Sie sind auf Seite 1von 2

Comparing the Colonies

Name: Hannah Bruesehoff Grade level: 5th grade Date: October 5, 2017 Length of lesson: 1 hour (1-20 minute lesson and 1-40 minute independent activity)

Title/theme/focus of lesson: Comparing the Colonies

Common Core State Standards:

5.4.1 Understand the influence of location and physical setting on the founding of the original 13 colonies, and

identify on a map the locations of the colonies and of the American Indian nations already inhabiting these areas.

5.4.5 Understand how the British colonial period created the basis for the development of political

self-government and a free-market economic system and the differences between the British, Spanish, and French colonial systems.

Essential lesson question(s): Why did the early colonists settle in different regions? How can factors such as geography, economy, and religion affect where someone will live?

Learning outcomes/objectives: The learner will be able to outline the between in economy, weather, and people in the Northeastern, Middle, and Southern colonies during the colonial age.

Vocabulary:cash crop, plantations, lumber, swampland, craftsman

Assessment: Formative assessment throughout the lesson by checking student work and input.

Materials: List the lesson materials/supplies that both the teacher and learners will need. Images of the New England, Middle, and Southern colonies Anchor chart paper (1)- prepared with topic headers Markers Student worksheets (13) Writing notebooks Pens for students 3 Table tents (labeled New England, Middle, and Southern colonies) Slips with randomly assigned reasons for moving to America (economic, religious, opportunity, etc) Bowl

Room environment: Describe the seating arrangement or anything to be prewritten on the board.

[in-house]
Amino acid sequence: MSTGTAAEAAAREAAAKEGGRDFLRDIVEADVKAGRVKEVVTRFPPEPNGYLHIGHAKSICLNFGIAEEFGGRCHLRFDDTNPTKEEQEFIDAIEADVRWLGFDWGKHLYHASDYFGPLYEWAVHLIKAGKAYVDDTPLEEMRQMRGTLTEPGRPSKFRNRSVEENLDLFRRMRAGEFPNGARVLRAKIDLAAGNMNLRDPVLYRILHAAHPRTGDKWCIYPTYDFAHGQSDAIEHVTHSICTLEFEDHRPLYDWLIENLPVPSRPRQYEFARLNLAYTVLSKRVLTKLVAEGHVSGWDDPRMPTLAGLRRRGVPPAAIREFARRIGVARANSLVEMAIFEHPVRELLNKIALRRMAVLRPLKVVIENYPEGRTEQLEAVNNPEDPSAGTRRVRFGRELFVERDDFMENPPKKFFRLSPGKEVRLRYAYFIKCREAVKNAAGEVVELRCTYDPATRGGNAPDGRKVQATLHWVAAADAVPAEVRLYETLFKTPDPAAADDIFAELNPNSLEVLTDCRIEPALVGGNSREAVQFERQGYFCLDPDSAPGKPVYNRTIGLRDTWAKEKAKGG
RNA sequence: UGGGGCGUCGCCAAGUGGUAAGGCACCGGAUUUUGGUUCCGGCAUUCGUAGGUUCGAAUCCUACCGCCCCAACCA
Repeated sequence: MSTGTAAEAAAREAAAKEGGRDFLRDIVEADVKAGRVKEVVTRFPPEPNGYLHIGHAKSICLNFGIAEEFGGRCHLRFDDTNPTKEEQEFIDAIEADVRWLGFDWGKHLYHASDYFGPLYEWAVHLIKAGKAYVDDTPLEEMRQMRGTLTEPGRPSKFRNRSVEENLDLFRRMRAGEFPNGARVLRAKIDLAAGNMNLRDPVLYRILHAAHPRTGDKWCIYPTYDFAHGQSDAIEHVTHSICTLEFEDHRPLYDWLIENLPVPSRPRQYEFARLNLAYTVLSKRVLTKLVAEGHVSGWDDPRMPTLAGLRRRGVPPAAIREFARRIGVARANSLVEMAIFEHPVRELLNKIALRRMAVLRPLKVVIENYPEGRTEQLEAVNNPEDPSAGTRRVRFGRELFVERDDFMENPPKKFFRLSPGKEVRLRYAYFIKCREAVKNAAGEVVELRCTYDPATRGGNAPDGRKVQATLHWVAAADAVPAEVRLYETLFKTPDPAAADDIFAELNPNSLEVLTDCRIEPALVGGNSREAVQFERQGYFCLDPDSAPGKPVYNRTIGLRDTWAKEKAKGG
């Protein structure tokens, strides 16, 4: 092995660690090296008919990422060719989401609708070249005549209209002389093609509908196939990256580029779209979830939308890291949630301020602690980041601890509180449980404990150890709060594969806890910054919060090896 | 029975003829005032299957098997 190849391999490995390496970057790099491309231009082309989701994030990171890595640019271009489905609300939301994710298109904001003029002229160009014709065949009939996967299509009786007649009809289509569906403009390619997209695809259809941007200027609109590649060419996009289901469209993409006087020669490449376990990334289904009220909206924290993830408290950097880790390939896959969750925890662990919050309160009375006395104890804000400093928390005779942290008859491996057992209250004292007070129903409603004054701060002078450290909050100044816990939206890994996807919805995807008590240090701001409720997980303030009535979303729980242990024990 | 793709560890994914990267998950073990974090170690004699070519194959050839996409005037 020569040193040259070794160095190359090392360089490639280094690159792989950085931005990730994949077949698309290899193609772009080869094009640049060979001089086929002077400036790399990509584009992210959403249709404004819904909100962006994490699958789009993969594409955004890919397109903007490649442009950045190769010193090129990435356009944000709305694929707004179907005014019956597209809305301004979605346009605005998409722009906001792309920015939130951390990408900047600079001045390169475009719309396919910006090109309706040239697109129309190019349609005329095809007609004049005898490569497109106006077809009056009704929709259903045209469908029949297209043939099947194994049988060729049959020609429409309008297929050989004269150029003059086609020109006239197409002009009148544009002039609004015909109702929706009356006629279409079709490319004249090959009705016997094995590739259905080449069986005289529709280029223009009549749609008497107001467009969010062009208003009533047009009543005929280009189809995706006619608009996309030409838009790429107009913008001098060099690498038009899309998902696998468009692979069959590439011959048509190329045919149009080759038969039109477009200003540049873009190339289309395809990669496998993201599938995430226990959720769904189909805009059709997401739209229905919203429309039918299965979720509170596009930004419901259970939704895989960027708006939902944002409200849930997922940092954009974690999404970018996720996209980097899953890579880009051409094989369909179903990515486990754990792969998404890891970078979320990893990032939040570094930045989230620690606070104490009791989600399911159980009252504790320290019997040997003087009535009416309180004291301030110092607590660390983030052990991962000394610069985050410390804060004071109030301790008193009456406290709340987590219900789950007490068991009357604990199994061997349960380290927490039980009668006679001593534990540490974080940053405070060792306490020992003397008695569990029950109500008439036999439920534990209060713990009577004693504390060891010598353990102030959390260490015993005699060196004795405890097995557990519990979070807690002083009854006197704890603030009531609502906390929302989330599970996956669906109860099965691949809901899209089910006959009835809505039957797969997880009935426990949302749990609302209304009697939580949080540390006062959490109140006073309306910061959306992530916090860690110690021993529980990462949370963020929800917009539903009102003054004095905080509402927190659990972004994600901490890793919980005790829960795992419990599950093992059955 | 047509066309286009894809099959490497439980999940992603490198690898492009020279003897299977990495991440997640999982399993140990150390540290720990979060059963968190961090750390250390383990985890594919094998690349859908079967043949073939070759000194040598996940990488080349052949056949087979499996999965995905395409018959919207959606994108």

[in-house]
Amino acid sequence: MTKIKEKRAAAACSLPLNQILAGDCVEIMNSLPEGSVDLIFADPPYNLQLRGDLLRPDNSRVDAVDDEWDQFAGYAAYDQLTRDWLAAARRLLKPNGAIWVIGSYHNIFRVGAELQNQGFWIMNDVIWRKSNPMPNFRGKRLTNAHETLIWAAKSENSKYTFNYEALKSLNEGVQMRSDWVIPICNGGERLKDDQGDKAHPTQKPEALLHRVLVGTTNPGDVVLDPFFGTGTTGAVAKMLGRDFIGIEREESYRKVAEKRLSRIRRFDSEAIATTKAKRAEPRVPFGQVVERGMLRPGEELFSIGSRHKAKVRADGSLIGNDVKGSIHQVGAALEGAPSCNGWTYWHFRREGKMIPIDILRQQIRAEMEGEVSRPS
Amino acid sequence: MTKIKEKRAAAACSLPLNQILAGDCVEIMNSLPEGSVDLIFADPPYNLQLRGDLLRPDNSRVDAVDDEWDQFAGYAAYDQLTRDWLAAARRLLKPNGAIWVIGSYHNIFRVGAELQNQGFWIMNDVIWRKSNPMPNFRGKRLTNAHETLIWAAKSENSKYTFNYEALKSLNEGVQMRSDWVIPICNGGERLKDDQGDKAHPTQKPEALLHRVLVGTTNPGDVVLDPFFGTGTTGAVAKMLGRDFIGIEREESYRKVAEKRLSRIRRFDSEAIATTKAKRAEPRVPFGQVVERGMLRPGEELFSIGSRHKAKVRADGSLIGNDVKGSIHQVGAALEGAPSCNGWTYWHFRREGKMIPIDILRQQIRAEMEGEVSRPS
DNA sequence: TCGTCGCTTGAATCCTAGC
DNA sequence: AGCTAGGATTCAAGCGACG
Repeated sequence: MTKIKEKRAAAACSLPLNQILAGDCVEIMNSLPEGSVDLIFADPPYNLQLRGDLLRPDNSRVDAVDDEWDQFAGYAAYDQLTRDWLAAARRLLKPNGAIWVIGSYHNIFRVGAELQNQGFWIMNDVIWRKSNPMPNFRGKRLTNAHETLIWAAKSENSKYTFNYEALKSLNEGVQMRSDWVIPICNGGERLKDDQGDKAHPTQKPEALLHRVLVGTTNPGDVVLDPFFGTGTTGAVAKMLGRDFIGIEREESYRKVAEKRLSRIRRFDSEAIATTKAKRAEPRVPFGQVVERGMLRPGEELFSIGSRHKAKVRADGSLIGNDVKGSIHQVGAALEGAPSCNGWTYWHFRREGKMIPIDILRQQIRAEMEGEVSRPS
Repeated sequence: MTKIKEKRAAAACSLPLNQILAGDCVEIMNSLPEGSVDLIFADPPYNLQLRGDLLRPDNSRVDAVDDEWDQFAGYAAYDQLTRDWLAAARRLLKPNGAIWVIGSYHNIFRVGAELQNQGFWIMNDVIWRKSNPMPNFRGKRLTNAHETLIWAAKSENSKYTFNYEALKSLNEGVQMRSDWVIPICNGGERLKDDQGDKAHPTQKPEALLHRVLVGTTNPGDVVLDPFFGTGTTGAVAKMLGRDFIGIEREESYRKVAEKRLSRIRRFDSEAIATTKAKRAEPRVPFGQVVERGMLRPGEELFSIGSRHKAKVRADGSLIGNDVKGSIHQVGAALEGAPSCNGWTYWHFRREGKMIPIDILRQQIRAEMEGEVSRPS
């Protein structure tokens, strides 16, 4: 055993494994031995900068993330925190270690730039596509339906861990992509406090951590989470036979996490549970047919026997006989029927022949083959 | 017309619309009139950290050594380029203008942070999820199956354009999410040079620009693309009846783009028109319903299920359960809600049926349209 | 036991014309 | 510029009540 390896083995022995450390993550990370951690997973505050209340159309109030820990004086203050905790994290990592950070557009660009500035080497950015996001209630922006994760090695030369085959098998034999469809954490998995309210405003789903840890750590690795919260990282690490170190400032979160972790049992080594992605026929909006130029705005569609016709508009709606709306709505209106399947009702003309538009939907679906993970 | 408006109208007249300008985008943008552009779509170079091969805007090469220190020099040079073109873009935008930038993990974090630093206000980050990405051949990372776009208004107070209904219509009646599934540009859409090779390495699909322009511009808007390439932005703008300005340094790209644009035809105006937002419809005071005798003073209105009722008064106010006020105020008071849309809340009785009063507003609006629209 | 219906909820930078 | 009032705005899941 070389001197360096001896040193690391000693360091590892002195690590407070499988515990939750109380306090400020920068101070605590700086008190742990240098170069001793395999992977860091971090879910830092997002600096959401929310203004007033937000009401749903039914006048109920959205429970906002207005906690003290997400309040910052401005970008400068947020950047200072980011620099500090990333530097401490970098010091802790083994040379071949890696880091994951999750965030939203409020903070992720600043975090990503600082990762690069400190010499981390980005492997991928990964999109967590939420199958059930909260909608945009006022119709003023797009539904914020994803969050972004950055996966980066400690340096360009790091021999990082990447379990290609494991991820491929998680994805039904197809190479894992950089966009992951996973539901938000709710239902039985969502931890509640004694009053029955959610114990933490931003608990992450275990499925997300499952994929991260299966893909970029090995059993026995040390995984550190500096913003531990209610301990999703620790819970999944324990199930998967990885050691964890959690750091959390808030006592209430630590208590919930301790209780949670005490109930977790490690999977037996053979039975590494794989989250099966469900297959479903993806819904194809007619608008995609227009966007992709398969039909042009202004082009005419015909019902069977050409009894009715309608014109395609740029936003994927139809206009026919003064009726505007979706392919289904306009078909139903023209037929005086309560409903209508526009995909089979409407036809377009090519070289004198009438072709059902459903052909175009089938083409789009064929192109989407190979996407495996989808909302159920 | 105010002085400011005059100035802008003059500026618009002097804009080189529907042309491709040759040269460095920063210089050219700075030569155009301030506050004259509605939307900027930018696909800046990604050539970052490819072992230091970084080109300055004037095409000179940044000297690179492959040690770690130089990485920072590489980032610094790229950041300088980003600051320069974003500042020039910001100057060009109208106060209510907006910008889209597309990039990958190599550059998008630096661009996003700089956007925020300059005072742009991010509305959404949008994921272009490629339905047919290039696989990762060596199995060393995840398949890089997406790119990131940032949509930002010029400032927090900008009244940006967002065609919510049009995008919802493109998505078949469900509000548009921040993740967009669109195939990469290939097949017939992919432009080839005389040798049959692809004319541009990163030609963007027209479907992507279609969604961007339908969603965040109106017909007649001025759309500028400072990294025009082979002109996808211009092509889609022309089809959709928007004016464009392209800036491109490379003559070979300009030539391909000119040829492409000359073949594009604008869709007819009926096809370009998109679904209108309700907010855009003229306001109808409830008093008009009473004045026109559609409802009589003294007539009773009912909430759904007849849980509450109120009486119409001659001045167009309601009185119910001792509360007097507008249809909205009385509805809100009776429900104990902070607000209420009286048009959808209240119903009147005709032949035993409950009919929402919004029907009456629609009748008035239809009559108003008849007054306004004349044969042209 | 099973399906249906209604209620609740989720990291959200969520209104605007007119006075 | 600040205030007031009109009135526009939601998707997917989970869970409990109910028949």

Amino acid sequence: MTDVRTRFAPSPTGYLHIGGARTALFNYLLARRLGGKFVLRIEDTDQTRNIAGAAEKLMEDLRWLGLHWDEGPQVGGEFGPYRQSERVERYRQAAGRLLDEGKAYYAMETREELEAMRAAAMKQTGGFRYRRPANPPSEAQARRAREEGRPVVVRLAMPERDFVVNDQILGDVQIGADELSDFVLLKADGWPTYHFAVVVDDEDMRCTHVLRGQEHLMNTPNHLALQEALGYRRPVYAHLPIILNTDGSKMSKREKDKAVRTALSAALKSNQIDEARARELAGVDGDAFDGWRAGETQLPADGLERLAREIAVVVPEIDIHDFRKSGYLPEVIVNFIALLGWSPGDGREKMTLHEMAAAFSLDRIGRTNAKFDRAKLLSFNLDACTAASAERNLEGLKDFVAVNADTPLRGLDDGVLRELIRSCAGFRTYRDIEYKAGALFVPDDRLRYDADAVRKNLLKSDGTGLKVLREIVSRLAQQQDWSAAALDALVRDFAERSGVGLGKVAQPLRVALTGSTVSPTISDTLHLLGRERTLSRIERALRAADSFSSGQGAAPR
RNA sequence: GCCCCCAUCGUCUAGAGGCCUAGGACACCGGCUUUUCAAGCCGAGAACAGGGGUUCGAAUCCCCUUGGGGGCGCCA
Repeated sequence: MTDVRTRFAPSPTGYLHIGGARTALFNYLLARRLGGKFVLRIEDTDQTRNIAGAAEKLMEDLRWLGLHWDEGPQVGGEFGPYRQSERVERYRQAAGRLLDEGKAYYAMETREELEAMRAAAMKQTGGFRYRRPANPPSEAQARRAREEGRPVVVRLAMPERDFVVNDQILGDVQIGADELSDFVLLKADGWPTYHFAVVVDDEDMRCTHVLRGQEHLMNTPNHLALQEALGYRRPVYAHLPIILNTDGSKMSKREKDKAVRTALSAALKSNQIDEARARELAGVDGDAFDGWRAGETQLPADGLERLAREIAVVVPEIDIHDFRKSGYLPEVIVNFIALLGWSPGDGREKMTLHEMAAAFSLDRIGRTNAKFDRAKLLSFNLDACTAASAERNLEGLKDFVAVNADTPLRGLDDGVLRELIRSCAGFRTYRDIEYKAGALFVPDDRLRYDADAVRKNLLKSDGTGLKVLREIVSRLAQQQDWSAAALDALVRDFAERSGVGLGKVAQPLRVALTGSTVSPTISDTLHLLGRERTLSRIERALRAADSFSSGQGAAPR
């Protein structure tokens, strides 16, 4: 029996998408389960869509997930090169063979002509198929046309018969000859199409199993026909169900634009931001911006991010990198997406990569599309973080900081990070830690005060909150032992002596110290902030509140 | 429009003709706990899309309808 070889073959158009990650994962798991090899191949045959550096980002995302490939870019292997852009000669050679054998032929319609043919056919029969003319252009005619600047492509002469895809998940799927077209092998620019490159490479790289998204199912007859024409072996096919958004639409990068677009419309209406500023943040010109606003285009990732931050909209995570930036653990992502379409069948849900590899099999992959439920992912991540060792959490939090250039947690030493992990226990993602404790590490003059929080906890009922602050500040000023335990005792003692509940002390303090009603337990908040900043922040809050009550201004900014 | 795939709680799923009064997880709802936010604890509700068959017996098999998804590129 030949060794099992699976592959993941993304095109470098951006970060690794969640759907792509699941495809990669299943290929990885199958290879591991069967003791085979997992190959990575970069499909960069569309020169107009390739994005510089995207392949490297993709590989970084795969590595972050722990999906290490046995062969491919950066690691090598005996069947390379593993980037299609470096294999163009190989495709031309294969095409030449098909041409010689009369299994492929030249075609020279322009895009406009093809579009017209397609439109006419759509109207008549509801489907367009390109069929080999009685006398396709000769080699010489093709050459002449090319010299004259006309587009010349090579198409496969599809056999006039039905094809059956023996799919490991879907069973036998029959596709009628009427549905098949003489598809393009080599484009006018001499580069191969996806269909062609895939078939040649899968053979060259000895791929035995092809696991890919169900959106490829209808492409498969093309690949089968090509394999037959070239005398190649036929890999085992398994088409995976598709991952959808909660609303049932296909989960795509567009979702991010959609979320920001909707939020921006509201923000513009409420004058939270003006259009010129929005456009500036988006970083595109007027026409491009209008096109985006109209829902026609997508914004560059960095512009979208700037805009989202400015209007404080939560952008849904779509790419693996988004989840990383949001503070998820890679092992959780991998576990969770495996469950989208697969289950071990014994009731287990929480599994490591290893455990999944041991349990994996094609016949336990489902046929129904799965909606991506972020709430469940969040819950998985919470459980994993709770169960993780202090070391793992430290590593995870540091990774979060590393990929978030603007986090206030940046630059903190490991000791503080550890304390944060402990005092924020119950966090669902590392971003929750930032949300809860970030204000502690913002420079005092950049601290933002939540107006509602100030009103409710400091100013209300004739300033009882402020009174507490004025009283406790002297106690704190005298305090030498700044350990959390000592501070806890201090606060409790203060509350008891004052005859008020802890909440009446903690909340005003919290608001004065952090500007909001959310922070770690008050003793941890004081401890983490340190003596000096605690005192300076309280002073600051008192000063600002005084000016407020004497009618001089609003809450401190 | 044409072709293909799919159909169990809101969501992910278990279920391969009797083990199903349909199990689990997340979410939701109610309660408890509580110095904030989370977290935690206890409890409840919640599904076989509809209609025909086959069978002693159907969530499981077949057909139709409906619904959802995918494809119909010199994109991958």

● Desks are in 3 groupings with space on the floor for gathering together

● Objective and key vocabulary will be written on the board

Accommodations & Modifications for all learners:

· English Learners: the visuals will help students to greater understand these regions and see the

differences between them. Student(s) may be paired with a bilingual student to assist with translation. Key domain specific vocabulary words are frontloaded to increase comprehension.

· Special Needs (504, IEP): we will fill out an anchor chart together with key points to review and provide

clarity on confusing concepts. Student may write a shorter letter or use a computer so they can write faster.

· GATE and/or Multiple Intelligences as needed: Student can complete additional research through

additional readings or the Internet on these regions to get a more complex understanding of these regions. Their additional research can be integrated into their letter if they choose.

Instructional Procedure: Include these elements in your teaching though the order may vary depending on the lesson:

Anticipatory Set/Orientation: Acknowledge the differences between the colonies and orally explain how different each colony was from one another.

Guided Practice and Monitoring: Give each student a handout and tell them that they will explore the colonies in groups of 2 or 3. The point of this activity is not correct information, rather about making predictions through exploration. Give each station 4 minutes of exploration of photos and to fill out worksheet.

Teaching/Instructional Process (input and modeling):After groups have gone through every station, we will meet back together and fill out an anchor chart with the information gathered. Students can fill in their worksheets with any missing information.

Monitoring/Check for understanding: Students will be sharing information they gathered at every station. Every group will need to contribute information gathered for each colonial region.

Closure: Reinforce major points from the lesson and assign reading from Social Studies Alive! textbook to deepen knowledge on the topic and fill in their notes chart more thoroughly.

Independent Practice: The next class session, Students will be assigned types of work they are trained to complete which will pulled at random. Based off the information gathered about the colonial regions, students will write a persuasive letter to their family back in England about which colony they should move to and why.

Sources:Dr. Mullen, “Introducing Canada Activity” ; Dawn Vinas, Anchor Chart; Bert Bower and Jim Lobdell, History Alive! America’s Past